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Posts Tagged ‘We Should All Be Feminists’

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So, Meghan Markle of the USA marries Prince Harry of the UK in six days. When Kate Middleton married Prince William, The Book Jam published a post reviewing books about princesses. For these royal nuptials, we thought we would highlight books that might help Ms. Markle as she assumes her new duties in the UK, figures out life in a new country, and orients to her new role.

FC9780380727506.jpgNotes From A Small Island by Bill Bryson (1998) – And sometimes as you adjust to new circumstances,  you just need humor and a good travel guide. Like Ms. Markle, Mr. Bryson also married a Brit and found his life forever changed. This book chronicles his final trip around Great Britain, which had been his home for over twenty years, before returning to the USA. We believe Ms. Markle might find it helpful as she adjust to life in the UK. And, we believe that Mr. Bryson’s humor is always welcome, even if she finds his perspective on the UK or being married to a Brit different from her own experiences. She could also read his In A Sunburned Country as prep for her first official trip Down Under as a Royal. And, we will close by saying again that Mr. Bryson knows how to make you laugh.

FC9781101911761.jpgWe Should All Be Feminists by Chimamanda Ngozi Adichie (2014) – Ms. Markle is a self-proclaimed feminist. This gorgeous, concise long-essay-of-a-book might help her to articulate why as she travels the UK in her new role.  We envision her handing these books out like candy as she performs her new duties. Previously reviewed by us on our post entitled Beyond the Marches.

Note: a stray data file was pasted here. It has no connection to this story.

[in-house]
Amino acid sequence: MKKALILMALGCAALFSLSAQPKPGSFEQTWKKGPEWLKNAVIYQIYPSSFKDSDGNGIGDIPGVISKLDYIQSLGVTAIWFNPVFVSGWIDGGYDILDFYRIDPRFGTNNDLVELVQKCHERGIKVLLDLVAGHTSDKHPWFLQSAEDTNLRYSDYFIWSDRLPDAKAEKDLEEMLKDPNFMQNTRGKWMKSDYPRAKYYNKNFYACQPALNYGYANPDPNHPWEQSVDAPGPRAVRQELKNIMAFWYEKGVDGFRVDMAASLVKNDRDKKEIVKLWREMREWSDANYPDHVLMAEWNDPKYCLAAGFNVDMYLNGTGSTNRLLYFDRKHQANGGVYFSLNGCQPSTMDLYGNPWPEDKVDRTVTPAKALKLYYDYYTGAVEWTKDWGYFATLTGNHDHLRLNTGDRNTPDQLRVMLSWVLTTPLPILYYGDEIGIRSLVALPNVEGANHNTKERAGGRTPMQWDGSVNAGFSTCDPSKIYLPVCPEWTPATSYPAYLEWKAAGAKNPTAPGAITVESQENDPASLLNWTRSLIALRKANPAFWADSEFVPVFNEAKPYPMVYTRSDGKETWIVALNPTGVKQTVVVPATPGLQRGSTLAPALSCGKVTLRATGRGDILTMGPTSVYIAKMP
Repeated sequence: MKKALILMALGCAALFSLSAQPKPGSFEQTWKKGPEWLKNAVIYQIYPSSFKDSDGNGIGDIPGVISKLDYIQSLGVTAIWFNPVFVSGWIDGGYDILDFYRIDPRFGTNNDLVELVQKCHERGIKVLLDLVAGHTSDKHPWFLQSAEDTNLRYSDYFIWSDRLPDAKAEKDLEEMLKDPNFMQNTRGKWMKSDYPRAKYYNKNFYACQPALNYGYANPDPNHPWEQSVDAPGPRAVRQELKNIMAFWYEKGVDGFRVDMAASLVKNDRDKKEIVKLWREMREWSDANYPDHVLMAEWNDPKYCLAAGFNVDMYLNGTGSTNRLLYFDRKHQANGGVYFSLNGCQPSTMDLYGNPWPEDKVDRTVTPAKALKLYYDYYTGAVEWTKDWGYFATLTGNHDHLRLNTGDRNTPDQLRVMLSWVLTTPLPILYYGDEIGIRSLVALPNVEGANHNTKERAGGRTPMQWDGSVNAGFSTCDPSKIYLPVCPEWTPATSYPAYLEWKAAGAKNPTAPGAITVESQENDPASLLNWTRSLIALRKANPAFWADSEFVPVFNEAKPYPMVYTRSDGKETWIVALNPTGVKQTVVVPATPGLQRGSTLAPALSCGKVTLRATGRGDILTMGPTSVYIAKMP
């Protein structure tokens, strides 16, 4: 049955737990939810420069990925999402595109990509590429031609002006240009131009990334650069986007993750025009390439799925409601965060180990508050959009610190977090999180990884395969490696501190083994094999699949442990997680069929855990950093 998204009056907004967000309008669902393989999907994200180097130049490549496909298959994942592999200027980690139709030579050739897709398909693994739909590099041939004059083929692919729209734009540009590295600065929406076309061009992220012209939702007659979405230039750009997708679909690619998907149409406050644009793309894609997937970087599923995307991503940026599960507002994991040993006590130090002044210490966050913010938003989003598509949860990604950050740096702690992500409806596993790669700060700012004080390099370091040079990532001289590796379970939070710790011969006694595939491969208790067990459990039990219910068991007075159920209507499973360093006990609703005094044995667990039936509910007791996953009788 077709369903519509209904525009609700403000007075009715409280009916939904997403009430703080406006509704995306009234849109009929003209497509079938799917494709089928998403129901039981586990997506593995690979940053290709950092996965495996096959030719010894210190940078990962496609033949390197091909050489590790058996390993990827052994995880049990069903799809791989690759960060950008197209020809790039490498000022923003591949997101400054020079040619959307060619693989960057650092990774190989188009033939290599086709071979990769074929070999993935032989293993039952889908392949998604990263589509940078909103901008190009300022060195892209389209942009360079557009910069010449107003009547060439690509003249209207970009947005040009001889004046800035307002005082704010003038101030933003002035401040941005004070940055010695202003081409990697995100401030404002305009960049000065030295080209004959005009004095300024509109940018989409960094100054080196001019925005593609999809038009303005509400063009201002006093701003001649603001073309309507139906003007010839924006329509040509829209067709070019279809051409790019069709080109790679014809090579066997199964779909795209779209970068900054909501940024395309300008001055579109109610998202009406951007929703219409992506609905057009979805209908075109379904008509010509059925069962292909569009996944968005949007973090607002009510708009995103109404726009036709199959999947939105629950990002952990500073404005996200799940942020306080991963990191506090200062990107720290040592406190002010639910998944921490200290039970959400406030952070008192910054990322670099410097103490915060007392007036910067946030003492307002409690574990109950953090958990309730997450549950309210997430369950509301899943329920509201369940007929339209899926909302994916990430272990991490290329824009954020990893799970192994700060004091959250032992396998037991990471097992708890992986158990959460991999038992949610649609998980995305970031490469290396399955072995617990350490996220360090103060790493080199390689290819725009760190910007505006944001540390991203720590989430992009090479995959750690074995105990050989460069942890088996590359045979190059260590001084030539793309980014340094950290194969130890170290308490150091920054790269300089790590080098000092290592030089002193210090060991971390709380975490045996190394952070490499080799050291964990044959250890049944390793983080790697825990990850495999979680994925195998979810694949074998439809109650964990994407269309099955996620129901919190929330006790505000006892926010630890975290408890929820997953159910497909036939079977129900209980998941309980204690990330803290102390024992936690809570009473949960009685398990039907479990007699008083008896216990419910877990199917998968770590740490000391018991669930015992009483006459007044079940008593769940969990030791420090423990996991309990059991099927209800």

FC9781612370293.jpgLet’s Go London: Oxford and Cambridge (2013) by Harvard Student Agencies (2013) – Assuming she can ditch her security detail, this guide could help Ms. Markle find London’s top spots for those traveling on a restricted budget. Though we realize she has almost unlimited resources, if she wishes to remain in touch with the non-royals who inhabit this planet, we recommend this guide as a great way to find young travellers on limited budgets from all around the world. As another online review states — “Let’s Go Budget London is a budget traveler’s ticket to getting the most out of a trip to London—without breaking the bank… This slim, easy-to-carry guide is packed with dollar-saving information to help you make every penny count.” There is also one for Europe to help her escape on her on foreign trips. Either of these books would make great graduation gifts for those students lucky enough to have time and some money to travel.

FC9780143113553.jpgFC9780735212206.jpgExit West by Mohsin Hamid (2017) – or Strawberry Fields  (published as Two Caravans in the UK) by Marina Lewycka (2007) – Both these novels provide excellent ways to understand refugees – a cause that may benefit from some Royal Attention. Strawberry Fields/Two Caravans takes place in the English Countryside; so, it could count as a travel guide as well. These books were previously reviewed by us on Refugees, Immigrants, Syria, and Other Thoughts and Our 2016 Summer Reading List.

FC9781501166761.jpgAsymmetry by Lisa Halliday (2018) — We recommend Ms. Markle (and you) read Asymmetry. Why? well because, sometimes as you adjust to new circumstances you just need a good book. This first published novel by Ms. Halliday is just that – a quiet novel, written with gorgeous prose about interesting and distinct characters living their lives in New York, London, Iraq and elsewhere. Asymmetry explores the power of fiction – with excerpts from some of your favorite novels cleverly placed throughout. It also explores what happens in situations of inequity – a twenty-something in love with an older, well-established, and famous novelist (based upon the author’s actual life we gave heard), and an American man detained by immigration in London. The final section offers humor and some closure. While we honestly felt like Asymmetry was actually three loosely related but intelligently written short stories, instead of a coherent novel, this novel has us thinking about it days later which is never a bad thing. Don’t take our word for it though, The New York Times also gave it a lovely review. (The Times reviewer also said she read it three times, so maybe if we did the same coherence would grow apparent.)